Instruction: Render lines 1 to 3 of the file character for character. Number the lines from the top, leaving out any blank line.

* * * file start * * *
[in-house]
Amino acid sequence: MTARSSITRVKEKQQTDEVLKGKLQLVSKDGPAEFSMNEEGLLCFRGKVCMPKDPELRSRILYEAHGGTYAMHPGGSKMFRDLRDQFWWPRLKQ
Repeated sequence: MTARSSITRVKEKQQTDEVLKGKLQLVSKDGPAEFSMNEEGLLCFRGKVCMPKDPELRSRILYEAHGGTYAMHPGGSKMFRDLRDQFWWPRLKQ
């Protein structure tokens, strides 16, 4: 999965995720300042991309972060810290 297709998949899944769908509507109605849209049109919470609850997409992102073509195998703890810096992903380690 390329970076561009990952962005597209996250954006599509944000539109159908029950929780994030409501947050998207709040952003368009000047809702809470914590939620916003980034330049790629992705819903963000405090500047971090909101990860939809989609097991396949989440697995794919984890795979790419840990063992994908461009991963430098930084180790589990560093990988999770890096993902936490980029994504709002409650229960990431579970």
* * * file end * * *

[in-house]
Amino acid sequence: MTARSSITRVKEKQQTDEVLKGKLQLVSKDGPAEFSMNEEGLLCFRGKVCMPKDPELRSRILYEAHGGTYAMHPGGSKMFRDLRDQFWWPRLKQ
Repeated sequence: MTARSSITRVKEKQQTDEVLKGKLQLVSKDGPAEFSMNEEGLLCFRGKVCMPKDPELRSRILYEAHGGTYAMHPGGSKMFRDLRDQFWWPRLKQ